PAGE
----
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Vaccine. 1999 Nov 12;18(7-8):581-7.

Long-term efficacy of immunization against hepatitis B virus in infants at high-risk analyzed by polymerase chain reaction.

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The First Department of Internal Medicine, Nagasaki University School of Medicine, 1-7-1 Sakamoto, Nagasaki, Japan.


Perinatal transmission of hepatitis B virus (HBV) is a common cause of chronic infection. In the present study, we evaluated the long-term efficacy of immunization against HBV in infants at high-risk, by using polymerase chain reaction (PCR). Two hundred and fifty-one infants received hepatitis B immunoglobulin at birth and a course of hepatitis B vaccine within 6 months of age between 1981 and 1993. Of 251 infants, 203 (81%) and 97 (39%) were followed until 1 and 4-6 years of age, respectively. HBV-DNA was detected by PCR in 74 (36%) of 203 children at 1 year of age, while the prevalence rate of children positive for HBV-DNA decreased to 14 (14%) of 97 children at 4-6 years of age, including 2 children who had the breakthrough variants of HBV. Our results indicate that most of HBV infections occur early, during the first year, and that immunization against HBV effectively protects infants at high-risk against viral transmission, at least up to 4-6 years of age.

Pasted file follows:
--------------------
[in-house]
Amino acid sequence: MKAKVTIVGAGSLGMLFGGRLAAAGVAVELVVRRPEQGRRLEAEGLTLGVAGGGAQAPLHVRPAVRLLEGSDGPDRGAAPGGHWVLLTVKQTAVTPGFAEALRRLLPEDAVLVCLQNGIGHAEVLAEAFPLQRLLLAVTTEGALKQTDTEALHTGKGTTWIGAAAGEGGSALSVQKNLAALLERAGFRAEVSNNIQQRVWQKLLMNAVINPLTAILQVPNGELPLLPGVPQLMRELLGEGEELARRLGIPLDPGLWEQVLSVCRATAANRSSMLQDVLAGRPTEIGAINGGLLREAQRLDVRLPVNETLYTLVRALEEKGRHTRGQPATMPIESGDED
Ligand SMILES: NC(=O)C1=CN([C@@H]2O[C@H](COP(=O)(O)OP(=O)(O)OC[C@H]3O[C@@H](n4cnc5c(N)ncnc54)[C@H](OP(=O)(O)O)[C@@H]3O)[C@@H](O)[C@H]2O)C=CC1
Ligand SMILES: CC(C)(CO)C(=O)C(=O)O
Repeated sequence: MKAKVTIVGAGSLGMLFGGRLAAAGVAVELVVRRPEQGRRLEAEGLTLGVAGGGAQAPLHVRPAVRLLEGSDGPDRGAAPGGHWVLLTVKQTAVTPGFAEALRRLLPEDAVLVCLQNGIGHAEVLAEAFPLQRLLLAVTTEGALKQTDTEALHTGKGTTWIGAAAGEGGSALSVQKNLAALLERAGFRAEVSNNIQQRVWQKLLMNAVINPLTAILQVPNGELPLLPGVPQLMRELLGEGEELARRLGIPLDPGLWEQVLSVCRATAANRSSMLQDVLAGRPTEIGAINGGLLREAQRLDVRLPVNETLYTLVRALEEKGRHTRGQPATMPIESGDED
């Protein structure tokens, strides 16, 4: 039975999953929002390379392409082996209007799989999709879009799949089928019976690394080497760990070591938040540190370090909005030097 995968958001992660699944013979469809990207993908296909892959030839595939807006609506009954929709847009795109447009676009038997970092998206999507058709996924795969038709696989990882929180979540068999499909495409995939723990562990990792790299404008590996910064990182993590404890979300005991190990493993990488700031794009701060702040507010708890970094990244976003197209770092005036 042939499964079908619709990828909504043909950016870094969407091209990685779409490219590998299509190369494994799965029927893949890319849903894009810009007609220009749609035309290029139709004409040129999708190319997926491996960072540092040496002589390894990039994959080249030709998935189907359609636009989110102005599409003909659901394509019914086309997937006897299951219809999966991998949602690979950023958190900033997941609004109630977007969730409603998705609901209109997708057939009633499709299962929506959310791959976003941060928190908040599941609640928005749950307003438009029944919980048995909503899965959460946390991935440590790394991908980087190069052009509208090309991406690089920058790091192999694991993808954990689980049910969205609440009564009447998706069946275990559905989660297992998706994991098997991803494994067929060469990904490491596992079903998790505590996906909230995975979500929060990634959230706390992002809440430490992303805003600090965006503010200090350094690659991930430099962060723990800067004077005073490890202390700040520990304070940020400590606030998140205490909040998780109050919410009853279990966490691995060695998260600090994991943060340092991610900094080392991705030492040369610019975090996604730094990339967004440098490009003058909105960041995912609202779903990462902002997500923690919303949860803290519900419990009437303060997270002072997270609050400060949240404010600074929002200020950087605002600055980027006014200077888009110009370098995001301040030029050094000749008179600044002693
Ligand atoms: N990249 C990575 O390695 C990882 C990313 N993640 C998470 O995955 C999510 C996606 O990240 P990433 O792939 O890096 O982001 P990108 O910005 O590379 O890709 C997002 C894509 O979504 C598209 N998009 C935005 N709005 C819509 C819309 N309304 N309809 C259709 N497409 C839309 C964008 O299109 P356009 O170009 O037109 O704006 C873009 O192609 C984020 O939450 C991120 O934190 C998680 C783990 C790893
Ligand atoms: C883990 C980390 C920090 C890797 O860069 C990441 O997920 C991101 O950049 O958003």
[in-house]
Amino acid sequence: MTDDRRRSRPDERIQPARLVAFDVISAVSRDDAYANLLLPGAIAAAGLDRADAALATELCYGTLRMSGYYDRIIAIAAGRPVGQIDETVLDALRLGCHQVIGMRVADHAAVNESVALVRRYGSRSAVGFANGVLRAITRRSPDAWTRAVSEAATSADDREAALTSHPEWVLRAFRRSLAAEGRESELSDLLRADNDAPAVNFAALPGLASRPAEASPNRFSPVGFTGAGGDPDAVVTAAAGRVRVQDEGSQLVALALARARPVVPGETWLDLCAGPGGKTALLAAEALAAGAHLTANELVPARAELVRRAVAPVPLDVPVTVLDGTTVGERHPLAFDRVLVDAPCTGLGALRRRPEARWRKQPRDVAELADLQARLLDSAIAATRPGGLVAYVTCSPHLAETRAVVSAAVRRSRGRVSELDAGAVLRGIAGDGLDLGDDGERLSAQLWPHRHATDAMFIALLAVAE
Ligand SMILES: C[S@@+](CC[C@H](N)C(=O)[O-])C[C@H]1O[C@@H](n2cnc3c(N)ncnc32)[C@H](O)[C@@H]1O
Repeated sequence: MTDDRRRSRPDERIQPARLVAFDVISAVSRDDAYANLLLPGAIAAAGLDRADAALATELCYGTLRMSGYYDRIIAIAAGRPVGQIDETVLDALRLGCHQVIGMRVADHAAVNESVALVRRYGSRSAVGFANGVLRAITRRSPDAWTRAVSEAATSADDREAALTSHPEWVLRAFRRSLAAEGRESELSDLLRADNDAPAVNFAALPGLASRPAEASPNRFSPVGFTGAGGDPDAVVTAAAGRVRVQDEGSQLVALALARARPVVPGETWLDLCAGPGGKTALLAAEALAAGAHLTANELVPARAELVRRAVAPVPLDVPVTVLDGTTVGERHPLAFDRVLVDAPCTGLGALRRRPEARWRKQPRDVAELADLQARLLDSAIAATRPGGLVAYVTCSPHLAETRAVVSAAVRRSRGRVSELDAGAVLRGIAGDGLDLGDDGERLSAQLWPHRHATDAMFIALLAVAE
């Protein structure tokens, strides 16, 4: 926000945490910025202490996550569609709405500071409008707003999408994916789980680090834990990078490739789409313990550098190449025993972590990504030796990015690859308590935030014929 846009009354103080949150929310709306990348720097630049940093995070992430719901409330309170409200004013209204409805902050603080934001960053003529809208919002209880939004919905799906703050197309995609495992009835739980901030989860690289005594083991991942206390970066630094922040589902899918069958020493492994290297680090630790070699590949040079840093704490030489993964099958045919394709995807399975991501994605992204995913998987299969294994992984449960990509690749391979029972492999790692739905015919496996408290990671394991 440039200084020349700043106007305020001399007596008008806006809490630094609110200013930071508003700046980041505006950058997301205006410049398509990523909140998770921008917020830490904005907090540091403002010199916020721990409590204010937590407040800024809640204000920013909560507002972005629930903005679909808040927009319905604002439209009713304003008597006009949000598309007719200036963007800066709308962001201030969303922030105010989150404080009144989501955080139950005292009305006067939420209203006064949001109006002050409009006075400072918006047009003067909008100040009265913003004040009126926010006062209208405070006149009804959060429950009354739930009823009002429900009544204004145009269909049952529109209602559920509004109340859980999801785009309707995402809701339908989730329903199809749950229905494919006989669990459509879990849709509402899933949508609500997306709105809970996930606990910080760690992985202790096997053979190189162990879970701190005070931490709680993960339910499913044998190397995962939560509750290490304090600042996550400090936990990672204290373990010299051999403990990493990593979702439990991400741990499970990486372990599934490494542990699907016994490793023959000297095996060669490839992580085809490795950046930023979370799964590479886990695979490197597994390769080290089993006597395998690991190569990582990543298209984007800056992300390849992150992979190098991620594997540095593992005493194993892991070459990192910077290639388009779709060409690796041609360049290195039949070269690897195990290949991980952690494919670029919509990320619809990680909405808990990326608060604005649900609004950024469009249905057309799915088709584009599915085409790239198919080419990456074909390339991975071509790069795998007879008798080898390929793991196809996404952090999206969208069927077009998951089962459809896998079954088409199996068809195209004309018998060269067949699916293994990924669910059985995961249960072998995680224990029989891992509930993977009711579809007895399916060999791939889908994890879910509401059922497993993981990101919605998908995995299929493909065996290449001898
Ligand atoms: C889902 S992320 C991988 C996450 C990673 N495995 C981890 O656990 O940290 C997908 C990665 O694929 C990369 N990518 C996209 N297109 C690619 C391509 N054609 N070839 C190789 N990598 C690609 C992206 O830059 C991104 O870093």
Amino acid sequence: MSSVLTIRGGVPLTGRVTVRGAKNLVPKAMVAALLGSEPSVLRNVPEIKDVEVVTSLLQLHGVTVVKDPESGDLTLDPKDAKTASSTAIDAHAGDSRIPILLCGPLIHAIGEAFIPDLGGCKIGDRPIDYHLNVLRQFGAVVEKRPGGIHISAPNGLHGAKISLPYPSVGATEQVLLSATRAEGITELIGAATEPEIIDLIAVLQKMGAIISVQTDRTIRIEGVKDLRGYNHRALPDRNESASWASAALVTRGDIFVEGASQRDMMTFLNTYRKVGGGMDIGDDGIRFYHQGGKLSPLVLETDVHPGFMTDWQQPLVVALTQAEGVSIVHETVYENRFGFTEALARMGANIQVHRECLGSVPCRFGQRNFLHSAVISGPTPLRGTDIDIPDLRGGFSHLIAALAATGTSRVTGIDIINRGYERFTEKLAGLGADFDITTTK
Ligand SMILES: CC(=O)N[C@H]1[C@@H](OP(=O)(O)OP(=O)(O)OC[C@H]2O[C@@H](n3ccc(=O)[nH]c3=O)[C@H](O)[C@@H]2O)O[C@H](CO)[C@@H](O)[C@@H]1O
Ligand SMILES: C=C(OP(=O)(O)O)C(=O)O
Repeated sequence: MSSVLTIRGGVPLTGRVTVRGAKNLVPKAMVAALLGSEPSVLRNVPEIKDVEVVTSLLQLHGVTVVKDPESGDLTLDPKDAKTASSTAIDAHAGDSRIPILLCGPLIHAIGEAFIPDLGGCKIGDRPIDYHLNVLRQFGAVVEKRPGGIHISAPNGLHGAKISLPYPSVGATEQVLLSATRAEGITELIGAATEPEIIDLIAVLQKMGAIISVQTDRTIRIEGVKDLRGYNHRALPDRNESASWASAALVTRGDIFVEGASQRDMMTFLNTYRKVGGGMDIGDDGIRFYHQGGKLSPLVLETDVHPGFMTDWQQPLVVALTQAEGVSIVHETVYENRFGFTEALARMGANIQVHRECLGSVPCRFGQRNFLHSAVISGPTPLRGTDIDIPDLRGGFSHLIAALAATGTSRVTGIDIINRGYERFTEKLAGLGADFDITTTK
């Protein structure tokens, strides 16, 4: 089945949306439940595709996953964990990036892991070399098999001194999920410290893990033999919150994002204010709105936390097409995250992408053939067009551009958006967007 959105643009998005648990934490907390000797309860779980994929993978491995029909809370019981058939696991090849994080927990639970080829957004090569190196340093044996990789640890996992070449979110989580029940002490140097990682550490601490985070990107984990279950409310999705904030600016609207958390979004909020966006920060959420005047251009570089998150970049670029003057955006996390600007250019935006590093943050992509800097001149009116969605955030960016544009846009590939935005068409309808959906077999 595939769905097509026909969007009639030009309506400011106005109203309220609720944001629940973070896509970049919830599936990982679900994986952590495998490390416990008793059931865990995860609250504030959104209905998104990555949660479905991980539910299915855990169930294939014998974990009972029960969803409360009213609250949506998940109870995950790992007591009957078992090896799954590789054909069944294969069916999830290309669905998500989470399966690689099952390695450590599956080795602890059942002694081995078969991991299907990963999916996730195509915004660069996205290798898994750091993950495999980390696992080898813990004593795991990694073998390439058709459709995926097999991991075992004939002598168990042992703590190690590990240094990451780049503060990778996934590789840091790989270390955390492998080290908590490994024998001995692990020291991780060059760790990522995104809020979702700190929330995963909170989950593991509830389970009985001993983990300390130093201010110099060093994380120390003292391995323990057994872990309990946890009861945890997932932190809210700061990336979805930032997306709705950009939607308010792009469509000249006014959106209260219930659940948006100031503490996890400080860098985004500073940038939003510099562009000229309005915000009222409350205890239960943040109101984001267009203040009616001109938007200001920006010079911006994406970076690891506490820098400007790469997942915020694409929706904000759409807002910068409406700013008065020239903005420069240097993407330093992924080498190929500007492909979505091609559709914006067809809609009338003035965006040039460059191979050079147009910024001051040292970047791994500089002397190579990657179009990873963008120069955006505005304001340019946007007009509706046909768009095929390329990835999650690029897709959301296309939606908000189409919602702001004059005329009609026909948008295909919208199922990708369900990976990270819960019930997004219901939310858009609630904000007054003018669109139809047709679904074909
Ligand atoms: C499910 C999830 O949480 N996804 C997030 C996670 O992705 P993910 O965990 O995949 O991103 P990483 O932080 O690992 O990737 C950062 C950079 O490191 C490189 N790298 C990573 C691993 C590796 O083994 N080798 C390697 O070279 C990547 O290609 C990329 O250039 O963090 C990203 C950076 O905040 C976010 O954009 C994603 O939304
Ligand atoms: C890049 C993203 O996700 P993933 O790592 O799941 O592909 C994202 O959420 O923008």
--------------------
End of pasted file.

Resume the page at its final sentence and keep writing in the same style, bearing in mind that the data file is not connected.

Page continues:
[Indexed for MEDLINE]

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